(Image Source: Detroit Free Press)

BY JOHN O’CONNOR

ANCHOR NEVILLE MILLER

General Motors has announced it will buy back 200 million shares of its stock from the U.S. Treasury, moving the government one step closer to ending its controversial automaker bailout. Fox Business Network has the details of the purchase.

“This is the first step in a government plan to exit the automaker completely within the next 12 to 15 months. GM will pay $5.5 billion or $27.50 a share … ” 

According to the Detroit Free Press, “That would reduce the government stake [in the company] from 26% to 19%. The U.S. plans to exit its equity stake in GM … by selling its remaining 300 million shares in the market.” 

A business correspondent for CNN says while the bailout did a lot of good for American autoworkers, it’s going to produce a loss on the side of everyday taxpayers.

“We are going to lose money on this bailout, and how much will depend on how much the shares are sold for. And that is why the treasury says even though the auto-bailout saved a million jobs, the government shouldn’t be in the business of own stakes in private companies … ” 

According to the Wall Street Journal, the U.S. Treasury will have recovered about $29 billion of the $50 billion invested in GM after the purchase goes through.  

“The Treasury had been reluctant to sell its 500 million shares because it needed the stock to hit $52.39 for the government to break even. Now it must sell its remaining shares at $69.72 to hit the break-even mark.”  

Businessweek reports the Treasury will begin selling the rest of GM’s shares as early as January. 

GM Bailout Buyback Promise: $5.5 Billion

by John O'Connor
0
Transcript
Dec 19, 2012

GM Bailout Buyback Promise: $5.5 Billion

 

(Image Source: Detroit Free Press)

BY JOHN O’CONNOR

ANCHOR NEVILLE MILLER

General Motors has announced it will buy back 200 million shares of its stock from the U.S. Treasury, moving the government one step closer to ending its controversial automaker bailout. Fox Business Network has the details of the purchase.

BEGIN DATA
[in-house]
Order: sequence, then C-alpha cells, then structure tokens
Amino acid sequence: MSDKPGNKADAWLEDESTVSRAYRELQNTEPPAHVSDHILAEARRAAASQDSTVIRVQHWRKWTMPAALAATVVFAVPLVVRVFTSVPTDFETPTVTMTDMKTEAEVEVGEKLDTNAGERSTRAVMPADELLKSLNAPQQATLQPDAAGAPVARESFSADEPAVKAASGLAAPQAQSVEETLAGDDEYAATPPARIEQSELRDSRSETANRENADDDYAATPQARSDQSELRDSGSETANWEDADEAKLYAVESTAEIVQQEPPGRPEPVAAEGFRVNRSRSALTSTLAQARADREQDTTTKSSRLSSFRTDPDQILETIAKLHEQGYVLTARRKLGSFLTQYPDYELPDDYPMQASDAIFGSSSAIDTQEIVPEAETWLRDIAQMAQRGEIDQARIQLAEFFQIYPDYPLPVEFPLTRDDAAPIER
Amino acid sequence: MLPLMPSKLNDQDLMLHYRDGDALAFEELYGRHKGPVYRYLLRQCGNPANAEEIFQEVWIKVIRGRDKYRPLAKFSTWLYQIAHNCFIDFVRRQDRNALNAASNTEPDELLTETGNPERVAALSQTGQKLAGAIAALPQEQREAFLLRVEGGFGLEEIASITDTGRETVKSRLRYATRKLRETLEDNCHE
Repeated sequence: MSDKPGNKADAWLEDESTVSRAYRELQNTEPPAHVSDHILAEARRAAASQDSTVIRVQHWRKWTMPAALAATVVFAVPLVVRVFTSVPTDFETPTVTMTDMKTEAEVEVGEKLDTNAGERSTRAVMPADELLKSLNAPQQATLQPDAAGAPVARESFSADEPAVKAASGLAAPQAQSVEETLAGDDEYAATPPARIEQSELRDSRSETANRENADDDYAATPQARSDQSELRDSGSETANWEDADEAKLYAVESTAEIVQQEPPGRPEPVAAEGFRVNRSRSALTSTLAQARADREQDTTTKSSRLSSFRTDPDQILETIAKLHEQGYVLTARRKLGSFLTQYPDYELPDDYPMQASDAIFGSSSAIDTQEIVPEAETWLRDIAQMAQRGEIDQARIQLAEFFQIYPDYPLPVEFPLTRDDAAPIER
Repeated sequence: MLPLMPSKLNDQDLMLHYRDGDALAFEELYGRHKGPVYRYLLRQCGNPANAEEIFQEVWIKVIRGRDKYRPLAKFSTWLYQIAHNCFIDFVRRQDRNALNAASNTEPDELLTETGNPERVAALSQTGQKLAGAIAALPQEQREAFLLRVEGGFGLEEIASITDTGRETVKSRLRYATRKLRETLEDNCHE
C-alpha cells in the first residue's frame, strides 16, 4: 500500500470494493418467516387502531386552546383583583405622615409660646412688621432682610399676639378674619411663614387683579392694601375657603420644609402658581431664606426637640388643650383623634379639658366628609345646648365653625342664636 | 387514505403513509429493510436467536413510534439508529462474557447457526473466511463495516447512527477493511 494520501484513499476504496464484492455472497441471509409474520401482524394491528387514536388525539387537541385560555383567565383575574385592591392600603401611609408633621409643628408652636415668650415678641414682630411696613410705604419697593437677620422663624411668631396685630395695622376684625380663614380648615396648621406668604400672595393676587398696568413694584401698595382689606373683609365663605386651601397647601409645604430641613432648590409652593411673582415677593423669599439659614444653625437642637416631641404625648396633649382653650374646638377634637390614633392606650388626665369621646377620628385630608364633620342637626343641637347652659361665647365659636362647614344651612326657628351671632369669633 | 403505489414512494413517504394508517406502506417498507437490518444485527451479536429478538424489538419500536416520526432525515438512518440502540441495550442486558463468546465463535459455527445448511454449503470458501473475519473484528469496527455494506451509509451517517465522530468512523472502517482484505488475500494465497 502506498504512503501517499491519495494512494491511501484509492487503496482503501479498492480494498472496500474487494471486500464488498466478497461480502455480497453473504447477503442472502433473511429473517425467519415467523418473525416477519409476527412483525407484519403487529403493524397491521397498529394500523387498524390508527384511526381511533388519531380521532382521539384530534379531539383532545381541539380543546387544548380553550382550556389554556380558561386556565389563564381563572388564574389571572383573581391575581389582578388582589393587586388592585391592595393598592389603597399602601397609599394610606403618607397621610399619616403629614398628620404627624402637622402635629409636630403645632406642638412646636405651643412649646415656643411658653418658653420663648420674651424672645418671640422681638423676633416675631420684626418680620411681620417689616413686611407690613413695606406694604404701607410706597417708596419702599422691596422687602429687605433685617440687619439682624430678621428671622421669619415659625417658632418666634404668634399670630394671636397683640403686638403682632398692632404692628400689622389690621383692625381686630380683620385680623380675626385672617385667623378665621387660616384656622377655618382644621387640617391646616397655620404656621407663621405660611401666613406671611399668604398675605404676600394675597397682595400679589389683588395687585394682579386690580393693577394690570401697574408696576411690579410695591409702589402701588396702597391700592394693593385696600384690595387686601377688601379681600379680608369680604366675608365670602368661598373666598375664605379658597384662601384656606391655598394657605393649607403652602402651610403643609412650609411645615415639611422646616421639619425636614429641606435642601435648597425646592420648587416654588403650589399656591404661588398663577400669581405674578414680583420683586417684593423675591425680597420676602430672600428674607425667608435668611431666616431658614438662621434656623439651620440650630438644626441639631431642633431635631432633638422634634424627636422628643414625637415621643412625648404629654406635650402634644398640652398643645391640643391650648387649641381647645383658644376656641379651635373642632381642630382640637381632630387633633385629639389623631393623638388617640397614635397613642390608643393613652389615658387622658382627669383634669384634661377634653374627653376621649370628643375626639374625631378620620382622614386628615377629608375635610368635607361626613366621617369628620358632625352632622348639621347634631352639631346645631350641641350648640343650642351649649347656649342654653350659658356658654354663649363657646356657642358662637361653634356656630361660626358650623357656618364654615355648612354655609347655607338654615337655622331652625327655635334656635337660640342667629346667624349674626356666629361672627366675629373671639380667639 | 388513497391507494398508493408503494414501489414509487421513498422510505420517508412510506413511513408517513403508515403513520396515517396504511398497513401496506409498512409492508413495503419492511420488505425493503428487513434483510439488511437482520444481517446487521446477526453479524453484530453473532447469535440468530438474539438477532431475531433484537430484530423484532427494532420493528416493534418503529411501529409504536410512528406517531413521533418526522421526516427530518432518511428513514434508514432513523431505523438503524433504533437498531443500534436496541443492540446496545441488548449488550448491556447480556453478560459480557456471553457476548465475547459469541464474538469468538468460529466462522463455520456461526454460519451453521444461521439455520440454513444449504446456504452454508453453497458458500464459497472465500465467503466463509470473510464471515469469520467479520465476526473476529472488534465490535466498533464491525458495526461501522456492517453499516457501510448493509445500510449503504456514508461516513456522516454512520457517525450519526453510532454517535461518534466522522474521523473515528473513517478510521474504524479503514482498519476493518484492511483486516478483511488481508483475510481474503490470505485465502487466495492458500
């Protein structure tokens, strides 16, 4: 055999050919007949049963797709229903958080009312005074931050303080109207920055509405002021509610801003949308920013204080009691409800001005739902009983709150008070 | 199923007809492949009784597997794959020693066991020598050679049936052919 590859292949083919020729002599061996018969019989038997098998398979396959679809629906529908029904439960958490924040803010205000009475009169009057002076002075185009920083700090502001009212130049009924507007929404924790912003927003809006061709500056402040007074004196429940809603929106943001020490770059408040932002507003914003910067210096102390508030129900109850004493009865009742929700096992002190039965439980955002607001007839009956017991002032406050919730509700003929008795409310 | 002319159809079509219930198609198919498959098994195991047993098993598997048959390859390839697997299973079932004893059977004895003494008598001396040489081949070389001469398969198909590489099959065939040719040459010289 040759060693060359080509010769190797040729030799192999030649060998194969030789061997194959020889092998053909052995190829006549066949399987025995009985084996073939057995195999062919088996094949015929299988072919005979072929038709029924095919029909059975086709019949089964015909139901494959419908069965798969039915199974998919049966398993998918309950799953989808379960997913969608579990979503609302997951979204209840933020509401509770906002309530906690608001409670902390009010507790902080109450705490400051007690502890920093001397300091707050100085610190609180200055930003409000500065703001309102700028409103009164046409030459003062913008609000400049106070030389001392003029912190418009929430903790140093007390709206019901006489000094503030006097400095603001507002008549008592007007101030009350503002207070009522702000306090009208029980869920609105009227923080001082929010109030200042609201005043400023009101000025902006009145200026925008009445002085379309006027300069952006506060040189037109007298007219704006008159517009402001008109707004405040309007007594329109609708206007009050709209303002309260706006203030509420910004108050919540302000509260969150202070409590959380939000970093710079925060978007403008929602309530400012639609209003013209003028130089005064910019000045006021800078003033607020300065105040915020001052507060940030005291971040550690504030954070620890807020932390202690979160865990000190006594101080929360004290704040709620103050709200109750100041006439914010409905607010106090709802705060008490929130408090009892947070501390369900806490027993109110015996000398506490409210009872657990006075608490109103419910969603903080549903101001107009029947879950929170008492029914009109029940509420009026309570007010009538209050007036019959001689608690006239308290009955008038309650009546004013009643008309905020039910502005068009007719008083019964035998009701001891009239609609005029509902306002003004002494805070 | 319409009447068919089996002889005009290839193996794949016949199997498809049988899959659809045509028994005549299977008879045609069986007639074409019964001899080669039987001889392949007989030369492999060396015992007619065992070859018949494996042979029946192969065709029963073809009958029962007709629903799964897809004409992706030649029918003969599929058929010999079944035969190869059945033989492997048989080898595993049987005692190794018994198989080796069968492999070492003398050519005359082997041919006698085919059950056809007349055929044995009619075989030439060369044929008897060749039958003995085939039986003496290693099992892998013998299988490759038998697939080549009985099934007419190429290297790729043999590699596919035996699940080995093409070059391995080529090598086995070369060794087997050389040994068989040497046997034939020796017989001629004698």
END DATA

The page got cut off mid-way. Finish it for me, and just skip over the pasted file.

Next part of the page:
“This is the first step in a government plan to exit the automaker completely within the next 12 to 15 months. GM will pay $5.5 billion or $27.50 a share … ” 

According to the Detroit Free Press, “That would reduce the government stake [in the company] from 26% to 19%. The U.S. plans to exit its equity stake in GM … by selling its remaining 300 million shares in the market.” 

A business correspondent for CNN says while the bailout did a lot of good for American autoworkers, it’s going to produce a loss on the side of everyday taxpayers.

“We are going to lose money on this bailout, and how much will depend on how much the shares are sold for. And that is why the treasury says even though the auto-bailout saved a million jobs, the government shouldn’t be in the business of own stakes in private companies … ” 

According to the Wall Street Journal, the U.S. Treasury will have recovered about $29 billion of the $50 billion invested in GM after the purchase goes through.  

“The Treasury had been reluctant to sell its 500 million shares because it needed the stock to hit $52.39 for the government to break even. Now it must sell its remaining shares at $69.72 to hit the break-even mark.”  

Businessweek reports the Treasury will begin selling the rest of GM’s shares as early as January. 

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